BMT Tax Depreciation believes that property investors who attempt to self-assess their depreciation claims this tax period instead of relying on an expert Quantity Surveyor may be placing themselves at risk of missing out on thousands of dollars in legitimate tax savings from their properties.
BMT has worked with more than half a million property investors to help them utilise tax depreciation to uncover legitimate tax deductions for the wear, tear and ageing of their investment properties.
“We understand that owning an investment property can be expensive and it’s natural for many investors to try to save some money by doing their own depreciation claims,” said Bradley Beer, Chief Executive Officer of BMT.
“Unfortunately, we often see that many of these people make a series of some common mistakes and likely end up paying more tax than they need to,” said Bradley Beer.
“One of the most common mistakes we see in DIY depreciation claims is investors missing items that they can legitimately claim for,” said Bradley Beer.
“With more than 6,000 depreciable plant and equipment assets listed by the Australian Taxation Office (ATO), it can be easy for investors to miss common household items that hold deductible value such as smoke alarms, garbage bins and kitchen appliances,” said Bradley Beer.
A depreciation schedule is a comprehensive report that outlines the deductions claimable by an investment property owner on a property’s building structure and the fixtures and fittings within it. Quantity Surveyors such as BMT produce such schedules and are experts in finding all the possible deductions for property investors.
According to the ATO, deductions fall into two categories – capital works allowance for the structural elements of a property such as walls, floors and ceilings and plant and equipment deductions for a property’s fixtures and fittings such as hot water systems, blinds and stoves.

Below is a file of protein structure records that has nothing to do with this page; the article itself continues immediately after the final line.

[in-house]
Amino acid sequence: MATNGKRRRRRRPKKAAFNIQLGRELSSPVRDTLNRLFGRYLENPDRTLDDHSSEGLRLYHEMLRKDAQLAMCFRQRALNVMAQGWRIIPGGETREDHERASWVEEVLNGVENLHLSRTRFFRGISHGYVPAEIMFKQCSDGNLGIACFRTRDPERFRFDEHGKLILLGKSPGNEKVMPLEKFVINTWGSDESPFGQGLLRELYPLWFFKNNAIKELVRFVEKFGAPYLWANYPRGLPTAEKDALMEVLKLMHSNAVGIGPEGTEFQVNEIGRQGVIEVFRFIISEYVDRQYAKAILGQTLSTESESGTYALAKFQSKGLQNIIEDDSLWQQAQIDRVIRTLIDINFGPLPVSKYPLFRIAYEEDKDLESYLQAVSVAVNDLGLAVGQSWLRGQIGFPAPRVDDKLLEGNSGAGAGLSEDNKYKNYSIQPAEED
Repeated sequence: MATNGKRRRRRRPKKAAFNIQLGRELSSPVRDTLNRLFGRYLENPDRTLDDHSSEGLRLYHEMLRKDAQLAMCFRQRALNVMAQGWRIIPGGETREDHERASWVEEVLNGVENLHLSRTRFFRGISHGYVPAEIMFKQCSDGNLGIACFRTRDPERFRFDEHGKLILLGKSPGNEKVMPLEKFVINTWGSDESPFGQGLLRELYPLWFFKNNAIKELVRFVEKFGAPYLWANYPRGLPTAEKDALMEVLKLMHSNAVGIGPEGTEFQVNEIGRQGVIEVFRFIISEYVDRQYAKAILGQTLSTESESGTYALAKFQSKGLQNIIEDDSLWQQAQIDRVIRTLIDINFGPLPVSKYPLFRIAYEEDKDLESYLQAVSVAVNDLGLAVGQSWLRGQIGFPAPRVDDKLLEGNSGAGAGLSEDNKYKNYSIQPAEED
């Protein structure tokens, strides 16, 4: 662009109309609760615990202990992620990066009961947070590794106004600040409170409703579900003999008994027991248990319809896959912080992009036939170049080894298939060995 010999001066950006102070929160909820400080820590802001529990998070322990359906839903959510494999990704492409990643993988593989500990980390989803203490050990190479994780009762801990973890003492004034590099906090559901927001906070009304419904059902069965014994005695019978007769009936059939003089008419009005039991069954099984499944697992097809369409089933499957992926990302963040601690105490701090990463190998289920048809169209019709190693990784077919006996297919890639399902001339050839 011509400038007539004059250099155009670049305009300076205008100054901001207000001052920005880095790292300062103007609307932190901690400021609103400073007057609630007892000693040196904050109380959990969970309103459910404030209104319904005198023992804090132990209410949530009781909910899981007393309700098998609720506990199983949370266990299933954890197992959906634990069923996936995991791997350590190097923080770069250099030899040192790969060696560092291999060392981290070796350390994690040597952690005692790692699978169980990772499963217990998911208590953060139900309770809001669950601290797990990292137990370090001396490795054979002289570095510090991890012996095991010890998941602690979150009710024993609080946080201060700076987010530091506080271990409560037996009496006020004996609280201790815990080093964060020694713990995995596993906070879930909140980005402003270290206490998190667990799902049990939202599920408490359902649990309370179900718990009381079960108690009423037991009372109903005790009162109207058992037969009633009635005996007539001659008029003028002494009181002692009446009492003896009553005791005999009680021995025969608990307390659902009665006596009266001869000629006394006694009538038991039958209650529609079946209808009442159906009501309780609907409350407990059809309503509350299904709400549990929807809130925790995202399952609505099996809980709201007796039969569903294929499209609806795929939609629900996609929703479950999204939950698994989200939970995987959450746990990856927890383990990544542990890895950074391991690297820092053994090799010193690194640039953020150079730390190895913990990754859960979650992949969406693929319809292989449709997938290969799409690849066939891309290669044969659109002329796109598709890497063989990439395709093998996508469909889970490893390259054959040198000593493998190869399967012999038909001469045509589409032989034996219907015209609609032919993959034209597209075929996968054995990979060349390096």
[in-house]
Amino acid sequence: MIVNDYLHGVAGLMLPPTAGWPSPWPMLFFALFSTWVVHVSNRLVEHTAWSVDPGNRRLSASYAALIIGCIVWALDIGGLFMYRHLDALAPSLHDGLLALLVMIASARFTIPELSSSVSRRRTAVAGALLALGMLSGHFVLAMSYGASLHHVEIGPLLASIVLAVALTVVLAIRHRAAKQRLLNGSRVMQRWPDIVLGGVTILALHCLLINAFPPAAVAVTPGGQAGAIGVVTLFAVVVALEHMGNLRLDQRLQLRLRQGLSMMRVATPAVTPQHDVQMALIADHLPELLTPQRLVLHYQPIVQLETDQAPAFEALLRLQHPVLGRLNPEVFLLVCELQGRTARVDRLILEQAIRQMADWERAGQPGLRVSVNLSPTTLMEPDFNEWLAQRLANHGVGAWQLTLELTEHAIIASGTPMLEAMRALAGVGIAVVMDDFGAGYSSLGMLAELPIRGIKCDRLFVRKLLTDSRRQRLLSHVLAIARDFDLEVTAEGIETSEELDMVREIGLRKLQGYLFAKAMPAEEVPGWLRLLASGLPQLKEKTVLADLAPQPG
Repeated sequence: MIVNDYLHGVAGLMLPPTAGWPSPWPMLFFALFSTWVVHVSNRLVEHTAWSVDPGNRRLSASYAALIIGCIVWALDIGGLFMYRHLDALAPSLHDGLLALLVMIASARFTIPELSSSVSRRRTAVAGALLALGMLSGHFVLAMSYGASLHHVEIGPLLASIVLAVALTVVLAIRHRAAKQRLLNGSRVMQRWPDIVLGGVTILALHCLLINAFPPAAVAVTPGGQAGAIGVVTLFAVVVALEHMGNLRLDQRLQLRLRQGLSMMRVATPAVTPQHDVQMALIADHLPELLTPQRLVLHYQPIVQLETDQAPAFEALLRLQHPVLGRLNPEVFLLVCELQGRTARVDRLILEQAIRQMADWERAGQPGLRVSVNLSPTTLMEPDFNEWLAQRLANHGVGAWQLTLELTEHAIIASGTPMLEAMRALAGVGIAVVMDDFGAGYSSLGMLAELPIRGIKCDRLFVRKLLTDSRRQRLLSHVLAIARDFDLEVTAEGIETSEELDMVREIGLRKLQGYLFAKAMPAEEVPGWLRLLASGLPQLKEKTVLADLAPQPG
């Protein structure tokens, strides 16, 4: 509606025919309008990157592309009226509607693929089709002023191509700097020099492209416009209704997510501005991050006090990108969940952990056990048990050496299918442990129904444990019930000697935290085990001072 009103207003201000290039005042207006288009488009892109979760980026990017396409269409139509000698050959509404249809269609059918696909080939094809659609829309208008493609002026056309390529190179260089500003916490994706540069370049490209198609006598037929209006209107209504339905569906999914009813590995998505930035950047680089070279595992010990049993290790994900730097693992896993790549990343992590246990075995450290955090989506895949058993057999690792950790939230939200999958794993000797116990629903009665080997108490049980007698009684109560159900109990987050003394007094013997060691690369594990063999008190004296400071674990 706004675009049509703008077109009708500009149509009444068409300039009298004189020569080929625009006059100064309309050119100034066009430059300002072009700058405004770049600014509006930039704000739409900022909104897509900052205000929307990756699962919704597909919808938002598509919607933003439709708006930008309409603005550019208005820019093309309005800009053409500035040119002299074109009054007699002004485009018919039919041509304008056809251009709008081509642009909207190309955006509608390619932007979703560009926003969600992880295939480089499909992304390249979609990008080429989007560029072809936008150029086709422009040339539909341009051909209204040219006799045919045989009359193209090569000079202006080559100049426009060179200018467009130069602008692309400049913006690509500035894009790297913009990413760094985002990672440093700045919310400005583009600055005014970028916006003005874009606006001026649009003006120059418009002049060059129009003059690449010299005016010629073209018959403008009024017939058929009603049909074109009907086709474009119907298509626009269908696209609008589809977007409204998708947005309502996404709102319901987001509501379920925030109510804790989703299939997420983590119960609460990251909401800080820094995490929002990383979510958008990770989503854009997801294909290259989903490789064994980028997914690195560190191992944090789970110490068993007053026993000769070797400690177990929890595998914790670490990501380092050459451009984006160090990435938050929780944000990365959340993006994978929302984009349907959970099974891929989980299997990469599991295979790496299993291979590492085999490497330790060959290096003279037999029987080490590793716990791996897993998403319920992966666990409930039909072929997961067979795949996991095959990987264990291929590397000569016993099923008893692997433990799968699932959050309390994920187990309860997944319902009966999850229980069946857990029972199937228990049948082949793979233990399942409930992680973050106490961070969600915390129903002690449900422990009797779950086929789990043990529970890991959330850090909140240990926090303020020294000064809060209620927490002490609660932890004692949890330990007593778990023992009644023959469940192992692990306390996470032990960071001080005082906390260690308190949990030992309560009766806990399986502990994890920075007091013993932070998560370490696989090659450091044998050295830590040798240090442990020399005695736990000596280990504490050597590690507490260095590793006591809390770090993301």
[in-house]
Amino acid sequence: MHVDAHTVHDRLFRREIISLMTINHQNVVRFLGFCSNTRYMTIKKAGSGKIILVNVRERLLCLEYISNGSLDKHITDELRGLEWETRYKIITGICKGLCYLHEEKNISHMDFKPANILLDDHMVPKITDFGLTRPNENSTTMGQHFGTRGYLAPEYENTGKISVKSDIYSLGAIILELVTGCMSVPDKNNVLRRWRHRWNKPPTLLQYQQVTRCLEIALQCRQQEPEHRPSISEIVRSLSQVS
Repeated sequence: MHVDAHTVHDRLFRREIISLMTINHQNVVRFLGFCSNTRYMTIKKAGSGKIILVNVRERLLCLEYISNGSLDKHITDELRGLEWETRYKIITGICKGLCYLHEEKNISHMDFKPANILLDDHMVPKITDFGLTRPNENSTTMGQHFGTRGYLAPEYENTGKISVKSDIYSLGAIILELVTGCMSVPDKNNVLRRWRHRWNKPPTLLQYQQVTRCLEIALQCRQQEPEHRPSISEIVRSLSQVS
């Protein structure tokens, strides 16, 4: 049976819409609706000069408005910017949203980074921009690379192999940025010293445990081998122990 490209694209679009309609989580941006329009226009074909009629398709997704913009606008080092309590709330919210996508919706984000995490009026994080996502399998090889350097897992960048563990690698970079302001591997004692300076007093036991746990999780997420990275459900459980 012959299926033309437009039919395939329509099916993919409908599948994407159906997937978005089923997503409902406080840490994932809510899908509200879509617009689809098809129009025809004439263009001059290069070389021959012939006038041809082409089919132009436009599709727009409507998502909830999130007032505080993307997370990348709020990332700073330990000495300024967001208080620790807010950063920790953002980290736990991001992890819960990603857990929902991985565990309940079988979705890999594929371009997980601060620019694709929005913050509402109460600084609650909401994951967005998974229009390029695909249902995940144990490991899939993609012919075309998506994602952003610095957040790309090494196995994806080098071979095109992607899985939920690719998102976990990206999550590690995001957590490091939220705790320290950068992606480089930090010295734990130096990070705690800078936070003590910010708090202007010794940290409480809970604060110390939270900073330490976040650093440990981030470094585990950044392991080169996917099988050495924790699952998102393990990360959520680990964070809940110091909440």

“Another common DIY error is made when investors include assets in the wrong category of deductions,” said Bradley Beer.
“For example, some investors mistakenly assess carpet as a permanently fixed asset rather than a removable asset. If an investor claims carpet that costs $3,650 using a rate of 2.5 per cent (provided for structural deductions and fixed items), they would be claiming $91, however, if depreciated at the correct rate of 20 per cent they could claim $730 in the first financial year.
“Also, some self-assessors may realise that they could have claimed much more in previous years but choose not to do so as they don’t believe the rules allow it.
“DIY depreciators may also not be aware of how proposed legislation changes relating to plant and equipment deductions could affect their eligibility to claim deductions for certain assets,” said Bradley Beer.
“Whilst plant and equipment assets found in properties purchased before 9th May 2017 will be grandfathered and deducted as normal, investors should be aware that under proposed legislation, second-hand properties purchased after this date will only allow their owners to claim deductions for newly installed assets they add to the property themselves and capital works deductions.
As tax times approaches, property investors who are unsure of how these changes may impact their deductions shouldn’t hesitate to seek professional depreciation advice from a professional Quantity Surveyor.
“A Quantity Surveyor can produce a tax depreciation schedule which will help ensure that a property investor maximises tax savings from their portfolio this year and the cost of the report itself is tax deductible,” concluded Bradley Beer.
Investors can request a free tax depreciation estimate from BMT online at bmtqs.com.au/estimate in order to better understand the deductions that may be applicable to their property.
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BMT Tax Depreciation